Tuesday, January 27, 2015

REVIEW: 'Justified' - Raylan & Tim Are Followed While Boyd Resorts to Blackmail to Earn a Profit in 'Cash Game'

FX's Justified - Episode 6.02 "Cash Game"

Raylan's investigation brings him into conflict with a paramilitary outfit, while Boyd and his partners try to salvage a profit from their heist.

The final season of Justified at its core is about the grand conflict between Raylan and Boyd. Understandably, any new characters introduced to the season's plot have to be given worth to that major story. Every main antagonist of each season offered a different point-of-view into the world of Harlan, with Raylan and Boyd both dealing with the rewards and the consequences. Mary Steenburgen and Garret Dillahunt are perfectly cast characters in the world of Justified. But they aren't trying to steal focus away from the major story of the final season. They are simply assisting it and making things a bit more difficult for Raylan and Boyd.

It's admirable that Raylan is willing to follow the rules of the investigation in order to lock Boyd up. He is listening to Rachel's orders. He's still having fun on the job. And yet, he's not getting into a big confrontation with Boyd because he wants criminal charges to finally stick. The investigation is still very hopeful. The marshals have a plan of attack and Ava is finally starting to provide information. Everyone is still operating under the assumption that they can finally arrest Boyd. They may not be fully aware of what he's up to with Wynn Duffy and Katherine Hale. But they all have a sense that closure is just on the horizon.

Meanwhile, Boyd is trying to make sense of the profits from his latest bank heist. He was informed that the realtor had three million dollars that he could steal and then split with Wynn and Katherine. Now, he's upset but still working towards that big pay day. However, he seems to be more trustful of Ava than everyone else is. Wynn and Katherine both have their serious doubts on whether or not she can be trusted. Raylan is afraid that the evidence she found was just a test to see if she's working against Boyd. And yet, the information Ava provides is useful. It's just useful to both sides of this war. Boyd tries to use the documents as blackmail to get the money and Raylan stops it and takes back the documents. And then, Ava informs Boyd that one document was different than the rest in that it's the deed for the former bank in town.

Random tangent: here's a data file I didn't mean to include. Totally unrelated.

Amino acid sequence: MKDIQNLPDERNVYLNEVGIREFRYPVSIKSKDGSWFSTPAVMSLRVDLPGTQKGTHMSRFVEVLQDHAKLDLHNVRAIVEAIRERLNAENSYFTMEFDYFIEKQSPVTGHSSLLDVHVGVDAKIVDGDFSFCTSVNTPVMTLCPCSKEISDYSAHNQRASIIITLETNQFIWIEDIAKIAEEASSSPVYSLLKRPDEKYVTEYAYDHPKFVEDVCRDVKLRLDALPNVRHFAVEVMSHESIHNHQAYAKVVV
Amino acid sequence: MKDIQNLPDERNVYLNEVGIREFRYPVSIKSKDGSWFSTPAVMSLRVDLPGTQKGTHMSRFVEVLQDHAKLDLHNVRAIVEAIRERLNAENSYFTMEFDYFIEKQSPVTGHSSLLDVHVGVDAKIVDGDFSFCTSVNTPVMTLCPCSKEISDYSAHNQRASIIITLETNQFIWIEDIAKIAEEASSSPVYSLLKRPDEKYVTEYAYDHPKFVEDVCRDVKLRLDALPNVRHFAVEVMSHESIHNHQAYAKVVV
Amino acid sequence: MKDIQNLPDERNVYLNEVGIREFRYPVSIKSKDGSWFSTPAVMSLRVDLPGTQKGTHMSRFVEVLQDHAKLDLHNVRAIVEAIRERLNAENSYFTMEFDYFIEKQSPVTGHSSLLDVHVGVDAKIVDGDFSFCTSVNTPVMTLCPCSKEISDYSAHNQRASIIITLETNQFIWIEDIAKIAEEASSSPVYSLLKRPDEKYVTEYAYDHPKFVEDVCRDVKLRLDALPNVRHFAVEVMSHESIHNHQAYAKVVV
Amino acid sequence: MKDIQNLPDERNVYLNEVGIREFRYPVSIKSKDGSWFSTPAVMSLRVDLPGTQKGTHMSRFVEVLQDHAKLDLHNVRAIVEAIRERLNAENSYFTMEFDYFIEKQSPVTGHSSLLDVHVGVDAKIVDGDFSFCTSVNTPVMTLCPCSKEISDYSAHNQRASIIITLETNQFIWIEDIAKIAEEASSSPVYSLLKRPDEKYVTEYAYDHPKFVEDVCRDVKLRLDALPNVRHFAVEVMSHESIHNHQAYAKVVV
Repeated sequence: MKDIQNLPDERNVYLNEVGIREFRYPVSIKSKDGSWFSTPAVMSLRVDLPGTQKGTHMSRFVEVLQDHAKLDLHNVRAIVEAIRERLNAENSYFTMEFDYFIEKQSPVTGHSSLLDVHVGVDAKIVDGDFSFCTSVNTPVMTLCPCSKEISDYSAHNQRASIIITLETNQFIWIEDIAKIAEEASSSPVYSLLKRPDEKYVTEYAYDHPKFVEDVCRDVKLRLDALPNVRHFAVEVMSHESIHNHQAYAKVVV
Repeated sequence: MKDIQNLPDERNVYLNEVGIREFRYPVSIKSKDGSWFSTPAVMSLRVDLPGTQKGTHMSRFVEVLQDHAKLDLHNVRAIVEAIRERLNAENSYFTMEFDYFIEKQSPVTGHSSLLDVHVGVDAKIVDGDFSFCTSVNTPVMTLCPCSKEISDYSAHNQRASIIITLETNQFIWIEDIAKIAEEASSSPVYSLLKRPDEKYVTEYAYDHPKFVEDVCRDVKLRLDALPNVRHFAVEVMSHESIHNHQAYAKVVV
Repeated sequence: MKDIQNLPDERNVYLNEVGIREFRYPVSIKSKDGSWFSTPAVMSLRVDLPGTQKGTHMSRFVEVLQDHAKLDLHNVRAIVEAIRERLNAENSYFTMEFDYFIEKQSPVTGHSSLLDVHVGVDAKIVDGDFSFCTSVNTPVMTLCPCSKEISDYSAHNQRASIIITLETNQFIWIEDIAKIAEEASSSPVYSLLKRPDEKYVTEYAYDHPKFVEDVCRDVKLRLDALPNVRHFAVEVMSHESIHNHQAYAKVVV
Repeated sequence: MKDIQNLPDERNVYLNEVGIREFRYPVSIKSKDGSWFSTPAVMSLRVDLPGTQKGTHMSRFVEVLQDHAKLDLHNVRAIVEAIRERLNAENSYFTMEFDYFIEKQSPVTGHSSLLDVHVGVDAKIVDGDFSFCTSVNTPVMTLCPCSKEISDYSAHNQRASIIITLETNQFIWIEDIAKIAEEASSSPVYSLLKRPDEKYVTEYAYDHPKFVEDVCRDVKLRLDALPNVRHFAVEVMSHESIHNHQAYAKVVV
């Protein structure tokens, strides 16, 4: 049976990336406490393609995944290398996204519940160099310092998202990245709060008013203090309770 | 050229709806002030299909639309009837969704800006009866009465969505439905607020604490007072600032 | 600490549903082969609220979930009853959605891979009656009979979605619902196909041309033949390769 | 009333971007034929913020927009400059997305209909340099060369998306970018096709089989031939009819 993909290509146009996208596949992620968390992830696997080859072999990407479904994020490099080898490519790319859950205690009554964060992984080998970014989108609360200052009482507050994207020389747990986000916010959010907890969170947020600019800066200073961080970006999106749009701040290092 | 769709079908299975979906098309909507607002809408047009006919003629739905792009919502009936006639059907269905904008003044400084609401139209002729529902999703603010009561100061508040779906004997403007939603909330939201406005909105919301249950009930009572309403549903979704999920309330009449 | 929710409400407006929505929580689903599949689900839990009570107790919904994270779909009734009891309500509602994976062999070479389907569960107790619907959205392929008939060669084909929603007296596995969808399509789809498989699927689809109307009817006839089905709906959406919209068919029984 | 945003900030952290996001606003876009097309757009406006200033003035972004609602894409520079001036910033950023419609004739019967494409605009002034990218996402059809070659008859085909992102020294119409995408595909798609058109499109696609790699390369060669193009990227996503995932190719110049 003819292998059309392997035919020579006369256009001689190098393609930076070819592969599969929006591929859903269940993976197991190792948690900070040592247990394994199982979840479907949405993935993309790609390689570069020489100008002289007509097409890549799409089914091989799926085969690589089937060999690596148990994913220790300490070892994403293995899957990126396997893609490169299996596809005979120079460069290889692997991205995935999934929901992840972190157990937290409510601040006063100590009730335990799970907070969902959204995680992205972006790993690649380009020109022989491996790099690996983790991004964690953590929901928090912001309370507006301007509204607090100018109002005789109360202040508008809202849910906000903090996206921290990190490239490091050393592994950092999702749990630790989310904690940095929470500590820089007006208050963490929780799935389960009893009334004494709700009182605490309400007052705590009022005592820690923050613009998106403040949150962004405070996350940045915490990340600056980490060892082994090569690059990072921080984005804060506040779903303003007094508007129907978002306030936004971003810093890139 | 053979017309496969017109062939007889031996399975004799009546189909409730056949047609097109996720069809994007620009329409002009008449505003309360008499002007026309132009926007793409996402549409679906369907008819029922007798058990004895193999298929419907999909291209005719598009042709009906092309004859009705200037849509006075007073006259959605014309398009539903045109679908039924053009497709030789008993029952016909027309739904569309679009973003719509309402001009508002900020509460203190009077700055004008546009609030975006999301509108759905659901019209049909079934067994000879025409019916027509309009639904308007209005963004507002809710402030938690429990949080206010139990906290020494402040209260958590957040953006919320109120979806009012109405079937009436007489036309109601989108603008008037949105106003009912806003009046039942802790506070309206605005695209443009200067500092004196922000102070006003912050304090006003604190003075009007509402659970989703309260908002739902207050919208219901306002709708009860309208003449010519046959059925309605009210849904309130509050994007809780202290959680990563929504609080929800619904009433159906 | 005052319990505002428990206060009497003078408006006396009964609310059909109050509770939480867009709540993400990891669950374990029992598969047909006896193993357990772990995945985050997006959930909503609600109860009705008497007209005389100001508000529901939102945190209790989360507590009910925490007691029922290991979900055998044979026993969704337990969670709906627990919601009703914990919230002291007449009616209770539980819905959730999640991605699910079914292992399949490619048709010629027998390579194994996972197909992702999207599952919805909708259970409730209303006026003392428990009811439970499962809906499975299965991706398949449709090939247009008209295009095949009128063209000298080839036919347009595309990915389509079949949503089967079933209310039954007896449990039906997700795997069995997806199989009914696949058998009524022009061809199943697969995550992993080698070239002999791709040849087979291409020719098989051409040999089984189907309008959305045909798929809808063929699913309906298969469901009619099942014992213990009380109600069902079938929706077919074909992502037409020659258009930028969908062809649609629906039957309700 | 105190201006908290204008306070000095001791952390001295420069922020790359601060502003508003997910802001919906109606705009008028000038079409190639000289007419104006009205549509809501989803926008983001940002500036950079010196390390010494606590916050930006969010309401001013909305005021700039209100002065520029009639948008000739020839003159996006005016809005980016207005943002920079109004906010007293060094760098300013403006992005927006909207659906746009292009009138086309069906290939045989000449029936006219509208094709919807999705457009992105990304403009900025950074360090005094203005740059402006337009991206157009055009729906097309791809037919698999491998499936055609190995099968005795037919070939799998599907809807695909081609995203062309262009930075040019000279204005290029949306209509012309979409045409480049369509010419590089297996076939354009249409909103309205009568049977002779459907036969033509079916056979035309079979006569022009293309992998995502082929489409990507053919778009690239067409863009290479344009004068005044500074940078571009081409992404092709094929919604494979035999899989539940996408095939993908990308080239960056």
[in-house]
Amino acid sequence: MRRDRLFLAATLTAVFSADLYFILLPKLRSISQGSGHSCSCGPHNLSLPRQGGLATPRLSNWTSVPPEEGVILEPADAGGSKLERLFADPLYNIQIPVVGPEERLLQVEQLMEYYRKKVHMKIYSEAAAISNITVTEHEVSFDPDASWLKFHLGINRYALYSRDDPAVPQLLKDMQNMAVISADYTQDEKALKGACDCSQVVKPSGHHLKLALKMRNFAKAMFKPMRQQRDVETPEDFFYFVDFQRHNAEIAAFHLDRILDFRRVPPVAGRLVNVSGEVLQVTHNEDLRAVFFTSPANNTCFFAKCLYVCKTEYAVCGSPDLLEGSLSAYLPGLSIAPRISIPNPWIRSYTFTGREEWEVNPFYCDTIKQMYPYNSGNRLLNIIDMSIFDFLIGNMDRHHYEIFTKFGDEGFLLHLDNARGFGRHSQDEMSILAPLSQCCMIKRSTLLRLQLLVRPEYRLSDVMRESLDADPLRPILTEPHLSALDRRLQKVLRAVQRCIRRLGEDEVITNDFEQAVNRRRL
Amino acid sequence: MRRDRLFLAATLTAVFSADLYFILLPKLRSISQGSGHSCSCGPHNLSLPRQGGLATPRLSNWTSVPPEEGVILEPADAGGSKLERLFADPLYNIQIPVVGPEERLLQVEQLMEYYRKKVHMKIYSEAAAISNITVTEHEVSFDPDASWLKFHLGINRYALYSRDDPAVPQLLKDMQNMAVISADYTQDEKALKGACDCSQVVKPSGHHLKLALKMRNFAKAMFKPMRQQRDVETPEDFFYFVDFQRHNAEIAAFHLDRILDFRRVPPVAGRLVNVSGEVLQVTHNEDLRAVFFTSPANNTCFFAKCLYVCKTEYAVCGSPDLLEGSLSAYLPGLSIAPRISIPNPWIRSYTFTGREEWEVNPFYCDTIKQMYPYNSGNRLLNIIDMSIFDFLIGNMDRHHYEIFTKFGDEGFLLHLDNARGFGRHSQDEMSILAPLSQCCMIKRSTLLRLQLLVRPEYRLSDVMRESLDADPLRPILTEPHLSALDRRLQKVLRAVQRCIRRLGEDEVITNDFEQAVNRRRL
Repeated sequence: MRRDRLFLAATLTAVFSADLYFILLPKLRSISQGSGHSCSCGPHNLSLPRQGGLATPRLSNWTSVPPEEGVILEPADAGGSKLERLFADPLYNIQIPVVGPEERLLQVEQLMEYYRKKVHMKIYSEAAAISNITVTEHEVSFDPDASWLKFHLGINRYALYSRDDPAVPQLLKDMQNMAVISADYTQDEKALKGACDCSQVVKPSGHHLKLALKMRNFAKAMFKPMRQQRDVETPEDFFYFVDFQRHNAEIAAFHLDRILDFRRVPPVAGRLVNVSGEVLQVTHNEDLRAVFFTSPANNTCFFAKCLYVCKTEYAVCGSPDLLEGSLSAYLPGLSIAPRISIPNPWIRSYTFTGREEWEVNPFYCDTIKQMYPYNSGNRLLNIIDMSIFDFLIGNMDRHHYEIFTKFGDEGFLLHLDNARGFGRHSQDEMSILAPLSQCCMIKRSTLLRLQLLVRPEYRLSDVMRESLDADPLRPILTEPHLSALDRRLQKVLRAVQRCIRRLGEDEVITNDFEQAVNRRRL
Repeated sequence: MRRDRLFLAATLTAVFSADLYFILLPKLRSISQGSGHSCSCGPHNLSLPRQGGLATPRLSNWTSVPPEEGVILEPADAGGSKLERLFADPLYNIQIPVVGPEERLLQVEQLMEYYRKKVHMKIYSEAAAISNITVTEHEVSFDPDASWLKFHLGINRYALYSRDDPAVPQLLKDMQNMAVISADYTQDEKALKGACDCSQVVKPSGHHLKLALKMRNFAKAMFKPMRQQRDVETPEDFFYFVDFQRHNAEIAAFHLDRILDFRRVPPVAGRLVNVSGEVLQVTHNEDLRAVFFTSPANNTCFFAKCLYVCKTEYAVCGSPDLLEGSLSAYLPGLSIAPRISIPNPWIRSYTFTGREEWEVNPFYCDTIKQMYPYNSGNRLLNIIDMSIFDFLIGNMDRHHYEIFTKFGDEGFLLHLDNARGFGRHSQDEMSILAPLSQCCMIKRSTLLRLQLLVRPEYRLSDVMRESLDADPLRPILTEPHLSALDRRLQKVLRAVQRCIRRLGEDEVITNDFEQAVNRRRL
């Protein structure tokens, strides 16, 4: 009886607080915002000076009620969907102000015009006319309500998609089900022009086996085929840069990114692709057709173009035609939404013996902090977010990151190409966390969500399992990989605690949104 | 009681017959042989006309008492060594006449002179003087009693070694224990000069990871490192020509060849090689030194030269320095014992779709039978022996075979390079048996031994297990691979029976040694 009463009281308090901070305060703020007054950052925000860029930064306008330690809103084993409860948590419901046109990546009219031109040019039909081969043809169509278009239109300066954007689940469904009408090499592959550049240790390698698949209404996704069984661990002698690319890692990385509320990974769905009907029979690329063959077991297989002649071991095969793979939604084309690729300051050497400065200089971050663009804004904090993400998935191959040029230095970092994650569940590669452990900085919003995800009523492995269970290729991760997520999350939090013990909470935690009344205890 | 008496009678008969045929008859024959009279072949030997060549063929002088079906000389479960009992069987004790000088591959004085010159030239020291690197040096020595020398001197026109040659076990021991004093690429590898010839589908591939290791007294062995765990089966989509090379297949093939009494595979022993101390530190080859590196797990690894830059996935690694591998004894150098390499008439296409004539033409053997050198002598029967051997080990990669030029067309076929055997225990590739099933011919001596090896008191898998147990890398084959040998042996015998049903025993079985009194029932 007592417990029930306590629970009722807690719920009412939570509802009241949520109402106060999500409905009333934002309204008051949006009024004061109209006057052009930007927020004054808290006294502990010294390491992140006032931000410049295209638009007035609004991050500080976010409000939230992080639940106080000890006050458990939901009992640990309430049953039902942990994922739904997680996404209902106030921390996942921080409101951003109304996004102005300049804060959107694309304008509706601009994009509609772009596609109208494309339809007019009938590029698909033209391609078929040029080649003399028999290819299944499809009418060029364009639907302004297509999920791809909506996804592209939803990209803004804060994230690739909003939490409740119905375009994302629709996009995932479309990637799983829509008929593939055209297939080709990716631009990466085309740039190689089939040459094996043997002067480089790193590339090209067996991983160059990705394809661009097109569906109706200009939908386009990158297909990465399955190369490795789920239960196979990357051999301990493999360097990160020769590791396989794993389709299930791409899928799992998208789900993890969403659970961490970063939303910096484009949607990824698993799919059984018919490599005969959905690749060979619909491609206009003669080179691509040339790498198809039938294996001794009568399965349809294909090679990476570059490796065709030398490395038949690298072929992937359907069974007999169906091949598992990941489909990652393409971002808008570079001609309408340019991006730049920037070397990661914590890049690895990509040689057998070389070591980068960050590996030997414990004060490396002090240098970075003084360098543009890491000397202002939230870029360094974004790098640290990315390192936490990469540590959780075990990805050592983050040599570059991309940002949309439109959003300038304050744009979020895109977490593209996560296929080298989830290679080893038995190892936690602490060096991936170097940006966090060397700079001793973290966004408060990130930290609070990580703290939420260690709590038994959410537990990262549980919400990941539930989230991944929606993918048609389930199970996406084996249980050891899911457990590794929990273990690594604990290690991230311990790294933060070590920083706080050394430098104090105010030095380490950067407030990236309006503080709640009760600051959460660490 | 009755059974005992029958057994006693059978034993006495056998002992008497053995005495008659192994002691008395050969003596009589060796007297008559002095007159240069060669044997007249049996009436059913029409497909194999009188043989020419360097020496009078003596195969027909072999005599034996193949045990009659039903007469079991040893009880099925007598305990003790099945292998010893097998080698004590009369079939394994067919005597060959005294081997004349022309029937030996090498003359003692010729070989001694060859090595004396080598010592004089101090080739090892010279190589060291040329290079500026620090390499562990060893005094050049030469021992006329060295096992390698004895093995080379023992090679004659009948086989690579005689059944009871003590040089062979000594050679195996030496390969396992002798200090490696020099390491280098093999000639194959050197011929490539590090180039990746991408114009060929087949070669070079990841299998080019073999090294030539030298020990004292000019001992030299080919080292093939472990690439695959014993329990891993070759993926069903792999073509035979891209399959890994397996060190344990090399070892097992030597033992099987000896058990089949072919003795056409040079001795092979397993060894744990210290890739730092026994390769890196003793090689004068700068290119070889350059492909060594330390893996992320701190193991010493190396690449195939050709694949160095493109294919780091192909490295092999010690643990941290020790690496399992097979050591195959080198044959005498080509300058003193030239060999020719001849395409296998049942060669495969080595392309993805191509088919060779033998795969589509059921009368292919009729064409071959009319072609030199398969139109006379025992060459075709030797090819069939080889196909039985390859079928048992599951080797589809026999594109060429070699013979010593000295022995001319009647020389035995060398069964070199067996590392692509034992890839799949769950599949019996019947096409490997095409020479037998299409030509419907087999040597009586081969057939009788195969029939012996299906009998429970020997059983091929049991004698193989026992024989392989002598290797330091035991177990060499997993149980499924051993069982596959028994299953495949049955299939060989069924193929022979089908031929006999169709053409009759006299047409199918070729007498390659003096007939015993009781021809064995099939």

That building is now being run by a paramilitary group fronted by Ty Walker. He continues to be the face of this real estate campaign. He's obviously buying up property in Harlan for a reason. But he's also very shifty about what he's truly after in this town. He thinks he can just stroll by and use his charms to get what he wants. But there's something untrustworthy about him the second you see him. This week he gets much more violent because you can't be a criminal on Justified if you're not violent. People understandably should be afraid of him. He needs to know whether this bank heist will effect the operation he is running. The realtor is just trying to protect himself but that ledger of dealings could easily come back and hurt Ty later - especially now that Raylan is in possession of it.

But "Cash Game" also spends some time introducing the new faces of the season. Ty was a shifty presence in the premiere. But now, he's actually killed people to get what he wants and has been better integrated into the main narrative. His buddies are Seabass and Choo-Choo, played by Scott Grimes and Duke Davis Roberts. Choo-Choo is the dim one of the group. There always seems to be a dim one in the group on Justified, isn't there? Dewey often filled that role to a lot of success. Danny Crowe and Coover Bennett were essentially the same character archetype as Choo-Choo initially seems. I'm also guessing it's only a handful of episodes before we see his way of killing someone. He got his name because he charges like a train. Even if all of that is familiar, it still functions well in the Justified universe. The scene in which Raylan is trying to figure if Choo-Choo was following his car or failing to follow the conversation was hilarious. Even Tim got a few great moments when he picked up Choo-Choo just to learn where he and his gang are based at. Lots of information was thrown out in "Cash Game" but all of it seems very appealing and hopeful right now.

Some more thoughts:
  • "Cash Game" was written by Dave Andron & VJ Boyd and directed by Dean Parisot.
  • Sam Elliott also debuted as Avery Markham, an old friend of Katherine's who knew her husband and their criminal enterprise. He has some ideas on how to help her deal with Boyd.
  • No Art at all this week. Have to assume he's off having fun with his wife at home.
  • So little Wynn Duffy, at least he got to proclaim that he knows how to work with hillbilly criminals. 
  • Raylan and Boyd have their first big confrontation of the season. Raylan ends up on top by getting the ledger and the rest of the documents. But Boyd also learns of Raylan's plans to transfer to Florida to be with his family. That could become very ominous for the future.
  • I do get a sense that Boyd's not sure if he can fully trust Ava. His watching her sleep at the end of the premiere was enough to suggest doubt. But now, he seems in love with her again after she proves her worth to his exploits.